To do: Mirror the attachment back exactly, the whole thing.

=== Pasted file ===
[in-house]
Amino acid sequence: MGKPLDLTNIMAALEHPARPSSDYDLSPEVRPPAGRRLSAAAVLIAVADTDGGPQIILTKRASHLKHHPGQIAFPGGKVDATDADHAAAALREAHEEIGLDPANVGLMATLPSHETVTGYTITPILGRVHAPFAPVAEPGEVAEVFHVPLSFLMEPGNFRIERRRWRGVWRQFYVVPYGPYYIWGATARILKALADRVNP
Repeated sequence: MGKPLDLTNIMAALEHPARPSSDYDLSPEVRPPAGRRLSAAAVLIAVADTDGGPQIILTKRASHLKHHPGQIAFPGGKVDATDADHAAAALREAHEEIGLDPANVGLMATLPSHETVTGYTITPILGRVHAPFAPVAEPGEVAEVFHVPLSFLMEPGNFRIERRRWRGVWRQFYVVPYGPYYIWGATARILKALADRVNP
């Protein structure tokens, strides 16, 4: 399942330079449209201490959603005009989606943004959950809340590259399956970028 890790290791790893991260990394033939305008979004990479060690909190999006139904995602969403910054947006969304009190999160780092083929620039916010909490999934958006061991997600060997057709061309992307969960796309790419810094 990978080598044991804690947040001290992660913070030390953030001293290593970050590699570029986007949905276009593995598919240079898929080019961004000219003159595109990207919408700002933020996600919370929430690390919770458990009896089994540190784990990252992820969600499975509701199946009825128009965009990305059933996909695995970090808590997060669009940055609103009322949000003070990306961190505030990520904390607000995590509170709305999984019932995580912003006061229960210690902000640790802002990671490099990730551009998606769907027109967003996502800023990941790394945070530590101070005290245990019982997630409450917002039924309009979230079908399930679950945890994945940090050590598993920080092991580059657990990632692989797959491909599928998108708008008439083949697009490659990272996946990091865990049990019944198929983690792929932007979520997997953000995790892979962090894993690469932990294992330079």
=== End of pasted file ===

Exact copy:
[in-house]
Amino acid sequence: MGKPLDLTNIMAALEHPARPSSDYDLSPEVRPPAGRRLSAAAVLIAVADTDGGPQIILTKRASHLKHHPGQIAFPGGKVDATDADHAAAALREAHEEIGLDPANVGLMATLPSHETVTGYTITPILGRVHAPFAPVAEPGEVAEVFHVPLSFLMEPGNFRIERRRWRGVWRQFYVVPYGPYYIWGATARILKALADRVNP
Repeated sequence: MGKPLDLTNIMAALEHPARPSSDYDLSPEVRPPAGRRLSAAAVLIAVADTDGGPQIILTKRASHLKHHPGQIAFPGGKVDATDADHAAAALREAHEEIGLDPANVGLMATLPSHETVTGYTITPILGRVHAPFAPVAEPGEVAEVFHVPLSFLMEPGNFRIERRRWRGVWRQFYVVPYGPYYIWGATARILKALADRVNP
């Protein structure tokens, strides 16, 4: 399942330079449209201490959603005009989606943004959950809340590259399956970028 890790290791790893991260990394033939305008979004990479060690909190999006139904995602969403910054947006969304009190999160780092083929620039916010909490999934958006061991997600060997057709061309992307969960796309790419810094 990978080598044991804690947040001290992660913070030390953030001293290593970050590699570029986007949905276009593995598919240079898929080019961004000219003159595109990207919408700002933020996600919370929430690390919770458990009896089994540190784990990252992820969600499975509701199946009825128009965009990305059933996909695995970090808590997060669009940055609103009322949000003070990306961190505030990520904390607000995590509170709305999984019932995580912003006061229960210690902000640790802002990671490099990730551009998606769907027109967003996502800023990941790394945070530590101070005290245990019982997630409450917002039924309009979230079908399930679950945890994945940090050590598993920080092991580059657990990632692989797959491909599928998108708008008439083949697009490659990272996946990091865990049990019944198929983690792929932007979520997997953000995790892979962090894993690469932990294992330079």